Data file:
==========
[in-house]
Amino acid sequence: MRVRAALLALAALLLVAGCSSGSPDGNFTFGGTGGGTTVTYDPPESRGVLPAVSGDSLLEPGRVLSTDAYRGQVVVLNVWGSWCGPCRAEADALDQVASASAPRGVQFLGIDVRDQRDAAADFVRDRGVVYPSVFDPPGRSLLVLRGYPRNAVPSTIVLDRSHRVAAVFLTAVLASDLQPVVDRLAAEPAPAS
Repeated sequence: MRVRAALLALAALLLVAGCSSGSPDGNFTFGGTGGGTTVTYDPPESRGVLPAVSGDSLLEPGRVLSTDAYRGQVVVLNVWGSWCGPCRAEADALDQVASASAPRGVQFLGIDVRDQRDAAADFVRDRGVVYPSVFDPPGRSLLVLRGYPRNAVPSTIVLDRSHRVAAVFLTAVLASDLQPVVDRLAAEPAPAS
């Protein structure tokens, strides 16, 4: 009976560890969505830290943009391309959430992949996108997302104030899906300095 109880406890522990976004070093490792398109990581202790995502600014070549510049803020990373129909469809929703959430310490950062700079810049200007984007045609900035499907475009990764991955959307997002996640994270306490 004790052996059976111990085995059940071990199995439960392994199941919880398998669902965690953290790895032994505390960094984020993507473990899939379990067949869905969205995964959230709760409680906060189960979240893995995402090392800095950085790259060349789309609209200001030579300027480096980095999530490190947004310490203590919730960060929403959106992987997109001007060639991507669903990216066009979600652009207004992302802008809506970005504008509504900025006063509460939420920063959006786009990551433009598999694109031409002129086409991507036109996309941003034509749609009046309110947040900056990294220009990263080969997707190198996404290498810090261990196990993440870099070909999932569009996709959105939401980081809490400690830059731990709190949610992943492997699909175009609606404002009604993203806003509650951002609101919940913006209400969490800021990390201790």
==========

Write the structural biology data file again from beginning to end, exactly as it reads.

[in-house]
Amino acid sequence: MRVRAALLALAALLLVAGCSSGSPDGNFTFGGTGGGTTVTYDPPESRGVLPAVSGDSLLEPGRVLSTDAYRGQVVVLNVWGSWCGPCRAEADALDQVASASAPRGVQFLGIDVRDQRDAAADFVRDRGVVYPSVFDPPGRSLLVLRGYPRNAVPSTIVLDRSHRVAAVFLTAVLASDLQPVVDRLAAEPAPAS
Repeated sequence: MRVRAALLALAALLLVAGCSSGSPDGNFTFGGTGGGTTVTYDPPESRGVLPAVSGDSLLEPGRVLSTDAYRGQVVVLNVWGSWCGPCRAEADALDQVASASAPRGVQFLGIDVRDQRDAAADFVRDRGVVYPSVFDPPGRSLLVLRGYPRNAVPSTIVLDRSHRVAAVFLTAVLASDLQPVVDRLAAEPAPAS
């Protein structure tokens, strides 16, 4: 009976560890969505830290943009391309959430992949996108997302104030899906300095 109880406890522990976004070093490792398109990581202790995502600014070549510049803020990373129909469809929703959430310490950062700079810049200007984007045609900035499907475009990764991955959307997002996640994270306490 004790052996059976111990085995059940071990199995439960392994199941919880398998669902965690953290790895032994505390960094984020993507473990899939379990067949869905969205995964959230709760409680906060189960979240893995995402090392800095950085790259060349789309609209200001030579300027480096980095999530490190947004310490203590919730960060929403959106992987997109001007060639991507669903990216066009979600652009207004992302802008809506970005504008509504900025006063509460939420920063959006786009990551433009598999694109031409002129086409991507036109996309941003034509749609009046309110947040900056990294220009990263080969997707190198996404290498810090261990196990993440870099070909999932569009996709959105939401980081809490400690830059731990709190949610992943492997699909175009609606404002009604993203806003509650951002609101919940913006209400969490800021990390201790």